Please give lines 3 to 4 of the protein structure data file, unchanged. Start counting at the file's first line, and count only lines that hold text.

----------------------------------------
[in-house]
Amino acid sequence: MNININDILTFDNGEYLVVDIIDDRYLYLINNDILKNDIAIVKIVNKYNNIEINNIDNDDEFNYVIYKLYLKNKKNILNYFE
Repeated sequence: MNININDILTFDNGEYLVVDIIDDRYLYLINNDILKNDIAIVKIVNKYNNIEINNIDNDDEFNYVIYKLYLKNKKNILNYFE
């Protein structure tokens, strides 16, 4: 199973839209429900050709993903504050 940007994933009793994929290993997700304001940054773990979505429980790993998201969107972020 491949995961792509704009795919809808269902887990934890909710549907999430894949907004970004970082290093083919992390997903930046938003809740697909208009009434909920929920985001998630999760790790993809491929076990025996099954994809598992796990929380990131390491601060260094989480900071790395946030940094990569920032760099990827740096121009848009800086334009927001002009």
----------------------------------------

Repeated sequence: MNININDILTFDNGEYLVVDIIDDRYLYLINNDILKNDIAIVKIVNKYNNIEINNIDNDDEFNYVIYKLYLKNKKNILNYFE
């Protein structure tokens, strides 16, 4: 199973839209429900050709993903504050 940007994933009793994929290993997700304001940054773990979505429980790993998201969107972020 491949995961792509704009795919809808269902887990934890909710549907999430894949907004970004970082290093083919992390997903930046938003809740697909208009009434909920929920985001998630999760790790993809491929076990025996099954994809598992796990929380990131390491601060260094989480900071790395946030940094990569920032760099990827740096121009848009800086334009927001002009």